Petrina, S. (1998). Multidisciplinary Technology Education. International Journal of Technology and Design Education, 8, 103-138.
Petrina, S. (2004). The politics of curriculum and instructional design/theory/form: Critical problems, projects, units and modules. Interchange 35(1), 81-126.
Though I don’t agree fully with the multidisciplinary technology education curriculum Petrina (1998) lays out, I do feel the same intense desire to fundamentally change the curricular structure of our educational system. However, in a defeatist mindset, as I read the article I thought only of how he was pipe-dreaming because it would be impossible to make sure large scale changes. It’s truly impressive to see such a large scale initiative moving forward.
I will focus on the major reservations I had about Petrina’s (1998) multidisciplinary technology education curriculum as it started to dissolve into his own view of the world. This was surprising to me as I had also read Petrina (2004) and knew him to hold suspect those who wish to force singular worldviews on others. Though I appreciate and actually agree with Petrina’s final vision of personal responsibility, I think his approach is a better model for a class on being a “simple,” “frugal,” “modest,” “socially-active” “Marxist” than as an underlying curriculum for all multidisciplinary technology education. I have had to reconcile my leftist leaning self with the reality that those who see the world as an essentially competitive environment are not necessarily wrong, nor are they non-reflective thinkers. What if training an entire generation of children to be nurturers only left them completely vulnerable to those who act with force? Does it seem feasible that the competition, greed and violence tied to some survival instincts can be trained away with the right curriculum?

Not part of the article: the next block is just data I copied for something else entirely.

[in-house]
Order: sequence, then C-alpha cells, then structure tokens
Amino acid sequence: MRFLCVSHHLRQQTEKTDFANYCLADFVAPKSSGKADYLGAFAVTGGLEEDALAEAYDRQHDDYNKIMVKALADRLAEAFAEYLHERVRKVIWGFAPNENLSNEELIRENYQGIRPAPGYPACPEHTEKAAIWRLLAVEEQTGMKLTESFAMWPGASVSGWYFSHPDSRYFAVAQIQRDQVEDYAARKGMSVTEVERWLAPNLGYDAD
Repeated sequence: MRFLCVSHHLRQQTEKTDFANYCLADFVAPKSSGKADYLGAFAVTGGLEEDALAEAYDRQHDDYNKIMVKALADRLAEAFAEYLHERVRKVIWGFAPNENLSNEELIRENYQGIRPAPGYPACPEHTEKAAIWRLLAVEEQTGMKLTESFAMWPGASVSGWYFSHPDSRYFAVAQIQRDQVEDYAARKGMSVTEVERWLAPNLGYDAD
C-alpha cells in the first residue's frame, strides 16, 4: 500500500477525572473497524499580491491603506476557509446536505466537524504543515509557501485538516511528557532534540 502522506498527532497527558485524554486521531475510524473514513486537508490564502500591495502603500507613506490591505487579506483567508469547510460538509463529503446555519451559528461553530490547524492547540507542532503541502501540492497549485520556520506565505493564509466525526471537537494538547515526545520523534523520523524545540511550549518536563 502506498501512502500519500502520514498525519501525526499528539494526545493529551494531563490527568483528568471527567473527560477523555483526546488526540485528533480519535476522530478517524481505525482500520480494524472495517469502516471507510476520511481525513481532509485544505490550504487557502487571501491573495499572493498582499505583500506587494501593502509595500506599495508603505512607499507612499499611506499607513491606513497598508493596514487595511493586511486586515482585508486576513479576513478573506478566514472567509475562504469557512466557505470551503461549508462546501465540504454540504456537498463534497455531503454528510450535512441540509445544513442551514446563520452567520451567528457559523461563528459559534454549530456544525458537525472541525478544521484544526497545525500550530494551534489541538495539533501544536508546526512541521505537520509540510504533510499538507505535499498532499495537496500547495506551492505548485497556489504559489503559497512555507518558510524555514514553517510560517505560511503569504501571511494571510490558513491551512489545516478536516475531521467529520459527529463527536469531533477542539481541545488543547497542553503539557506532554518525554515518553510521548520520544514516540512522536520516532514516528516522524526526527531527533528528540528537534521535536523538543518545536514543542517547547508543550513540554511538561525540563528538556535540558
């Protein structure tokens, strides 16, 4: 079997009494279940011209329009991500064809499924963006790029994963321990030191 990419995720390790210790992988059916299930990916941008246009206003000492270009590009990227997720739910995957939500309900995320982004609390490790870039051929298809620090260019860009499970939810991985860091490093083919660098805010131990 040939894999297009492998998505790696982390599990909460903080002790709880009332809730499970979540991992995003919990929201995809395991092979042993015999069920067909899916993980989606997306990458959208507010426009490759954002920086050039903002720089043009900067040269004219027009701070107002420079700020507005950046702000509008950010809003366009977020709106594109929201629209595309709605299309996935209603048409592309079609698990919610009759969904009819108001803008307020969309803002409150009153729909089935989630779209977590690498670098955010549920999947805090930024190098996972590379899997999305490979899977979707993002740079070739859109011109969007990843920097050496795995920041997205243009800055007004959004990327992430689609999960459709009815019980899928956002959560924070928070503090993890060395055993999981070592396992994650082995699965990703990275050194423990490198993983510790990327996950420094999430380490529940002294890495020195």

Petrina’s (1998) article reminded me of my days as a 20 year old Freshman Composition teacher at Auburn University: new to the exhilarating feelings of liberation that come from a paradigm shift, like a feminist evangelist, I filled my English 101 curriculum with lessons designed to have students encounter the other, question assumptions, and, eventually, reveal the gender inequities of the current system. Later, I questioned my right to bring my personal political point of view into the classroom. As an instructional designer, Petrina (2004) seems to think I might skip straight to the process and delivery of the course and ignore the political implications of curriculum and content. In his own outline for process and delivery, Petrina (1998) clearly leans toward not only considering political implications but forcefully pushing a particular agenda.
I very much appreciated the education in curriculum theory history Petrina (2004) provided and believe the type of critical thinking and engaged learning that Petrina (1998) proposes in his curriculum is a great start towards an improved educational system. I would just like to see that model opened up to value individual differences and the complexity of human nature.